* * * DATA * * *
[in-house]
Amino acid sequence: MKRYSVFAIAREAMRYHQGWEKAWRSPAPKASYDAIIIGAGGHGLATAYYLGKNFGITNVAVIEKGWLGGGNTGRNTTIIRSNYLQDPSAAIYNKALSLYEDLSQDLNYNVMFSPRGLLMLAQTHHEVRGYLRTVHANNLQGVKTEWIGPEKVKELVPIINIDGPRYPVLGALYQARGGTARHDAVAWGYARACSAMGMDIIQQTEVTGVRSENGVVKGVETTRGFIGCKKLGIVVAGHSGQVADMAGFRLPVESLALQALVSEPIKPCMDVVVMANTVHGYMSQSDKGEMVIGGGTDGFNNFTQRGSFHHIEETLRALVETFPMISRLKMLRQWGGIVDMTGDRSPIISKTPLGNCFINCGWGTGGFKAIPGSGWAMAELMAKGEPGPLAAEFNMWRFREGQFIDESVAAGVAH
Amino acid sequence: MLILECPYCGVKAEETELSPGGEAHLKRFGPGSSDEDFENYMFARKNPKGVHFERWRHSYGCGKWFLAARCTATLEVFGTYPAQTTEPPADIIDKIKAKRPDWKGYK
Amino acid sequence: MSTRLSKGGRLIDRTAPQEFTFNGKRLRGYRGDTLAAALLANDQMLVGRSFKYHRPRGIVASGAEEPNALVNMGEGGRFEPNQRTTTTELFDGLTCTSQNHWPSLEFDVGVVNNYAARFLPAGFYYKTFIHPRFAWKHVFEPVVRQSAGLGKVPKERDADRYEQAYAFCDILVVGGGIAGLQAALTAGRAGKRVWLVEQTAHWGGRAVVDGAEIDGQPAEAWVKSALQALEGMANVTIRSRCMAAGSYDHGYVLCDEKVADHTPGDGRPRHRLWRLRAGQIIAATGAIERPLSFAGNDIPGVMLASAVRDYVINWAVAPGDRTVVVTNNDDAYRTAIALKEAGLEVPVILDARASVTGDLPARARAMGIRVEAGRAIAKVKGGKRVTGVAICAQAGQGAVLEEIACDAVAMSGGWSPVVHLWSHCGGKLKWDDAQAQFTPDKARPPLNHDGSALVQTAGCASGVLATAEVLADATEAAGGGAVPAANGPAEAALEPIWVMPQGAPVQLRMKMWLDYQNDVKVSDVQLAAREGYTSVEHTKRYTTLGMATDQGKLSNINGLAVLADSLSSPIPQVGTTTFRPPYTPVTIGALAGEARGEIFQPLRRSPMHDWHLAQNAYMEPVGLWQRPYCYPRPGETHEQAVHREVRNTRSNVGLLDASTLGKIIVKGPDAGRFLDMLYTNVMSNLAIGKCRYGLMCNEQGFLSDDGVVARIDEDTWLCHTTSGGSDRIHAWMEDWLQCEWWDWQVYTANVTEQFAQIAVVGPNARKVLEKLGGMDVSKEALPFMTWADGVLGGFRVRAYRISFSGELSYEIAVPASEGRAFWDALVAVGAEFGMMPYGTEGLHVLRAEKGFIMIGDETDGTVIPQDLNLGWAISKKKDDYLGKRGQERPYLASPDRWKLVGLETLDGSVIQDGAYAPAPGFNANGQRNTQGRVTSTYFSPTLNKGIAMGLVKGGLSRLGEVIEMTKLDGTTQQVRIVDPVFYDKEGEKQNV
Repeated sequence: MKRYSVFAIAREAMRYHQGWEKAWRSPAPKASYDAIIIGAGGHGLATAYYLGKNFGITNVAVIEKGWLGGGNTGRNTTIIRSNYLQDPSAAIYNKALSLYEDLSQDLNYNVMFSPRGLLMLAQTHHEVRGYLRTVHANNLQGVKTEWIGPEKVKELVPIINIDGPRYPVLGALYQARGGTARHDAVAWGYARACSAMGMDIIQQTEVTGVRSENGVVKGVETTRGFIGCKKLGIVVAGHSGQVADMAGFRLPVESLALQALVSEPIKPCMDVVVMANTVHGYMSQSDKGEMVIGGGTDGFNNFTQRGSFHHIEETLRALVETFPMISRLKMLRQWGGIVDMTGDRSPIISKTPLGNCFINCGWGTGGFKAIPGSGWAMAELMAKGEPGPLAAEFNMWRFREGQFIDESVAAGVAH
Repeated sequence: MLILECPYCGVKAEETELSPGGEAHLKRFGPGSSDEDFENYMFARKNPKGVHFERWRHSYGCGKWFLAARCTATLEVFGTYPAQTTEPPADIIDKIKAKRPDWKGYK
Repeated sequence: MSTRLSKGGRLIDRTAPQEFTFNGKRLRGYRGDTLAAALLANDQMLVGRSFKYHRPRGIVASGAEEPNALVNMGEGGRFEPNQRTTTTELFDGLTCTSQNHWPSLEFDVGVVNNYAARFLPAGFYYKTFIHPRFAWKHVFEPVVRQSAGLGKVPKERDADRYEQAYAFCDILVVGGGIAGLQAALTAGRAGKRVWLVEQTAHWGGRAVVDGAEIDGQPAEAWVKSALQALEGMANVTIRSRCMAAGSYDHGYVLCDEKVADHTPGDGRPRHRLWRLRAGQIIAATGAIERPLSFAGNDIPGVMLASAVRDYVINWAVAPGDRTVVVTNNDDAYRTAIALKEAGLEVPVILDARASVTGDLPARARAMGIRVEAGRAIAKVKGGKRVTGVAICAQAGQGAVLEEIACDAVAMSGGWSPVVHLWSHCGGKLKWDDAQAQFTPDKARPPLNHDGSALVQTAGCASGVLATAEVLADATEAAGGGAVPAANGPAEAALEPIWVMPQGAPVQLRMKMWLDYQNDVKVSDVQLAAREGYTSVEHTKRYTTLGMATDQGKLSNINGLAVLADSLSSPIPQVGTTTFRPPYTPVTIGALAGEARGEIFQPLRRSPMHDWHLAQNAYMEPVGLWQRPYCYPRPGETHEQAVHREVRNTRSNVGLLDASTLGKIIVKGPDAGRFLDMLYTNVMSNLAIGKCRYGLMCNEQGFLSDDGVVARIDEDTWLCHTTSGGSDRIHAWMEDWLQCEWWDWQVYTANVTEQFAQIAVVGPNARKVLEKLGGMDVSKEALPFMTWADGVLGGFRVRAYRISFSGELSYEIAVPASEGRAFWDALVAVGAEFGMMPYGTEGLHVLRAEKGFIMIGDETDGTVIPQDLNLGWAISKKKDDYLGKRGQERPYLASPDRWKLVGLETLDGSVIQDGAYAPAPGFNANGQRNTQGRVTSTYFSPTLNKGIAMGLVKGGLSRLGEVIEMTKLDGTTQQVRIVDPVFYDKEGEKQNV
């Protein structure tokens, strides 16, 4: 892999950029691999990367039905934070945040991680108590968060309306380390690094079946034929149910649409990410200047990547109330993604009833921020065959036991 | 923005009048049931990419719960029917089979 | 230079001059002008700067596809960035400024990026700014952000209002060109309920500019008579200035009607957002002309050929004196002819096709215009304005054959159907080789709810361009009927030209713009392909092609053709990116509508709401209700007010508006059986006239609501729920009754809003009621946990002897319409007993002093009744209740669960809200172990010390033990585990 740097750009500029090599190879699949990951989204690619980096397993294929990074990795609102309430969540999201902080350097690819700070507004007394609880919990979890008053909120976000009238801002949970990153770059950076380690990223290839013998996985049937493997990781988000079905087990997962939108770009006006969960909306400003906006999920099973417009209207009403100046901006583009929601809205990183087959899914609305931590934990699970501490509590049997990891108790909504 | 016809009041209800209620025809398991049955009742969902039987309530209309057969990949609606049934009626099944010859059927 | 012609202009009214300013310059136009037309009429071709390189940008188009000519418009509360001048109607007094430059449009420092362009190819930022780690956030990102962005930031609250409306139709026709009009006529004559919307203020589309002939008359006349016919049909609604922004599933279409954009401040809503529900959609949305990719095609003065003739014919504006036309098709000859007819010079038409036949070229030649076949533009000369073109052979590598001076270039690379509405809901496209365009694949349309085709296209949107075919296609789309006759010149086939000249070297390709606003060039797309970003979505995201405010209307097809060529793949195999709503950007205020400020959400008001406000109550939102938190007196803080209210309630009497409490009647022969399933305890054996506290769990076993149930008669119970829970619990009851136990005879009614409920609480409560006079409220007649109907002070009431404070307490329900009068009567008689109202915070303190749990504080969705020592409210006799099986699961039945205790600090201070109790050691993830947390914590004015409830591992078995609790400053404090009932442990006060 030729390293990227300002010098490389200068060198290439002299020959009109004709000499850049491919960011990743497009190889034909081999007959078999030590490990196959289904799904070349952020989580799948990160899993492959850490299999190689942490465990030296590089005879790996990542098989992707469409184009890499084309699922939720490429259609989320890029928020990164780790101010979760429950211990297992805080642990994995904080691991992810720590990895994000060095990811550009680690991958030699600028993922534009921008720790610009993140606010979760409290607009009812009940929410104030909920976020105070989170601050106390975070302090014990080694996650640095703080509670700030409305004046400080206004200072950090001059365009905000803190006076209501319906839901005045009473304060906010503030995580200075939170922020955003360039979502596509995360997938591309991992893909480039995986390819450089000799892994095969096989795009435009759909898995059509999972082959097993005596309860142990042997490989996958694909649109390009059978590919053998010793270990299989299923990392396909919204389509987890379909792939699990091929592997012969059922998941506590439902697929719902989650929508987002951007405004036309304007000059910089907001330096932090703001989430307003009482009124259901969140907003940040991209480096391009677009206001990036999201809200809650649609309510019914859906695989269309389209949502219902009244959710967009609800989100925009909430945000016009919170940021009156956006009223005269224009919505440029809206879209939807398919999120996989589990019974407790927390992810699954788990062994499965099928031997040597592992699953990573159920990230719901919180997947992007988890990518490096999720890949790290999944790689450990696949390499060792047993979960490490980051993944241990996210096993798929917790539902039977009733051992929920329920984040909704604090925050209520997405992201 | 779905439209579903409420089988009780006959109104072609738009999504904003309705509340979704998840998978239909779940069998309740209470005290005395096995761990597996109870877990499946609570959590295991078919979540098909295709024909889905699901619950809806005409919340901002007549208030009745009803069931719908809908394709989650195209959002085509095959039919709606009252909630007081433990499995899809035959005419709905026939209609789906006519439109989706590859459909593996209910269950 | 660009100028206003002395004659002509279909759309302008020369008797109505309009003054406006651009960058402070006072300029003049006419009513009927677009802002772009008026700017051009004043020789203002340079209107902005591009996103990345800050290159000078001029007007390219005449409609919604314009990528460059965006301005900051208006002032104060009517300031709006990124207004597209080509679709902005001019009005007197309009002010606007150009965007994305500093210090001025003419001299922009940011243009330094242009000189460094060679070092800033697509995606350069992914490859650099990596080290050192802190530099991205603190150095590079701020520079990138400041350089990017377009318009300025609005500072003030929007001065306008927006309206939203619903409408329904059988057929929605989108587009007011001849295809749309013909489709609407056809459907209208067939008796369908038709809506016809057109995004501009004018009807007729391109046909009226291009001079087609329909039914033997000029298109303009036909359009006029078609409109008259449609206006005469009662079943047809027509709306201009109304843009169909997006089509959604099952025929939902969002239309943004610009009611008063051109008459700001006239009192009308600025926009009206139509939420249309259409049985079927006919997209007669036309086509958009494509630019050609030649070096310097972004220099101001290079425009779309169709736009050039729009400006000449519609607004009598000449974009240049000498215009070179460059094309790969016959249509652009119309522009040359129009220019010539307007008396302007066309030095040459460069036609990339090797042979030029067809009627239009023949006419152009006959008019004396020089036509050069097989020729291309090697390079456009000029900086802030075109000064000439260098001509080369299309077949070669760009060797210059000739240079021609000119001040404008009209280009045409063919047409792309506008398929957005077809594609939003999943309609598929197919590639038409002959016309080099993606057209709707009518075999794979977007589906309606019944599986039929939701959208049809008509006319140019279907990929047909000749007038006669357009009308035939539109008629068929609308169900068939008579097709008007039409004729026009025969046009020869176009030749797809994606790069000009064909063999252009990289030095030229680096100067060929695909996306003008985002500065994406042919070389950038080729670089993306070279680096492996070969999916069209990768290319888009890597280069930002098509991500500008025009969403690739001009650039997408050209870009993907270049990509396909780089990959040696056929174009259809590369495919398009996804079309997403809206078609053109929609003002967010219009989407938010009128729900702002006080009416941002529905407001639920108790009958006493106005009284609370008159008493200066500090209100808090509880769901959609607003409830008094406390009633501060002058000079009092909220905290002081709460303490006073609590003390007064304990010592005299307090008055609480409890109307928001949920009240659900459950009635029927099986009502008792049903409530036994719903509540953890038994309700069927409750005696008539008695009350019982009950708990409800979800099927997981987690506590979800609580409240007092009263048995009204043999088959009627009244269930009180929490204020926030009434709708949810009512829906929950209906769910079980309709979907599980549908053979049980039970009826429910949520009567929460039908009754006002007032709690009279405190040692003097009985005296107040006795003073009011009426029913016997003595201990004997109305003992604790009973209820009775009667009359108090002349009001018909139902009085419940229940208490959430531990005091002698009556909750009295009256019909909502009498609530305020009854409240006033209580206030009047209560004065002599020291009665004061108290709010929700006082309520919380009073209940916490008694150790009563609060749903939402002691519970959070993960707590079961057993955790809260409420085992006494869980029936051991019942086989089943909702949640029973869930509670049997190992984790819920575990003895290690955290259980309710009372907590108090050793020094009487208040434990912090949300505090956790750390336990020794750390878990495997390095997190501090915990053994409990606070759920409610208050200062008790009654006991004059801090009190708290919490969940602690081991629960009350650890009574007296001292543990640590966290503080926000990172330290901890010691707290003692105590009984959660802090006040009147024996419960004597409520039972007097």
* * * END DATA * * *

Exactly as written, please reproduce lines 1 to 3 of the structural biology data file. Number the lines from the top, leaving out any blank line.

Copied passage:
[in-house]
Amino acid sequence: MKRYSVFAIAREAMRYHQGWEKAWRSPAPKASYDAIIIGAGGHGLATAYYLGKNFGITNVAVIEKGWLGGGNTGRNTTIIRSNYLQDPSAAIYNKALSLYEDLSQDLNYNVMFSPRGLLMLAQTHHEVRGYLRTVHANNLQGVKTEWIGPEKVKELVPIINIDGPRYPVLGALYQARGGTARHDAVAWGYARACSAMGMDIIQQTEVTGVRSENGVVKGVETTRGFIGCKKLGIVVAGHSGQVADMAGFRLPVESLALQALVSEPIKPCMDVVVMANTVHGYMSQSDKGEMVIGGGTDGFNNFTQRGSFHHIEETLRALVETFPMISRLKMLRQWGGIVDMTGDRSPIISKTPLGNCFINCGWGTGGFKAIPGSGWAMAELMAKGEPGPLAAEFNMWRFREGQFIDESVAAGVAH
Amino acid sequence: MLILECPYCGVKAEETELSPGGEAHLKRFGPGSSDEDFENYMFARKNPKGVHFERWRHSYGCGKWFLAARCTATLEVFGTYPAQTTEPPADIIDKIKAKRPDWKGYK